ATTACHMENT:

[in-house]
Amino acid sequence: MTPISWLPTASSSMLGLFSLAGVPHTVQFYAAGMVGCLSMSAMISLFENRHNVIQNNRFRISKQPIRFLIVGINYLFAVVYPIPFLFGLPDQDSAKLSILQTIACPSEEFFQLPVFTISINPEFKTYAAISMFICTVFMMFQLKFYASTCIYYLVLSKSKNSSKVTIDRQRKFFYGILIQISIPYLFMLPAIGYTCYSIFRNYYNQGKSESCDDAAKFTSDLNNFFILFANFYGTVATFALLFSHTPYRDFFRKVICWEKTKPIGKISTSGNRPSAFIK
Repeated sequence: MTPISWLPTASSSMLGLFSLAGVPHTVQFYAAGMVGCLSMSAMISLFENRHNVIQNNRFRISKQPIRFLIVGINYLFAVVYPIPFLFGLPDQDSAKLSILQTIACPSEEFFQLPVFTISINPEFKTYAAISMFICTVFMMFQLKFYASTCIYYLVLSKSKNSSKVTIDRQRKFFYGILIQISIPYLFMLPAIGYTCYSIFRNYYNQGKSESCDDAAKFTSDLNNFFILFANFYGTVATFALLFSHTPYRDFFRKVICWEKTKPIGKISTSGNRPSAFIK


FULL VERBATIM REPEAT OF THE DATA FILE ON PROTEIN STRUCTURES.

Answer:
[in-house]
Amino acid sequence: MTPISWLPTASSSMLGLFSLAGVPHTVQFYAAGMVGCLSMSAMISLFENRHNVIQNNRFRISKQPIRFLIVGINYLFAVVYPIPFLFGLPDQDSAKLSILQTIACPSEEFFQLPVFTISINPEFKTYAAISMFICTVFMMFQLKFYASTCIYYLVLSKSKNSSKVTIDRQRKFFYGILIQISIPYLFMLPAIGYTCYSIFRNYYNQGKSESCDDAAKFTSDLNNFFILFANFYGTVATFALLFSHTPYRDFFRKVICWEKTKPIGKISTSGNRPSAFIK
Repeated sequence: MTPISWLPTASSSMLGLFSLAGVPHTVQFYAAGMVGCLSMSAMISLFENRHNVIQNNRFRISKQPIRFLIVGINYLFAVVYPIPFLFGLPDQDSAKLSILQTIACPSEEFFQLPVFTISINPEFKTYAAISMFICTVFMMFQLKFYASTCIYYLVLSKSKNSSKVTIDRQRKFFYGILIQISIPYLFMLPAIGYTCYSIFRNYYNQGKSESCDDAAKFTSDLNNFFILFANFYGTVATFALLFSHTPYRDFFRKVICWEKTKPIGKISTSGNRPSAFIK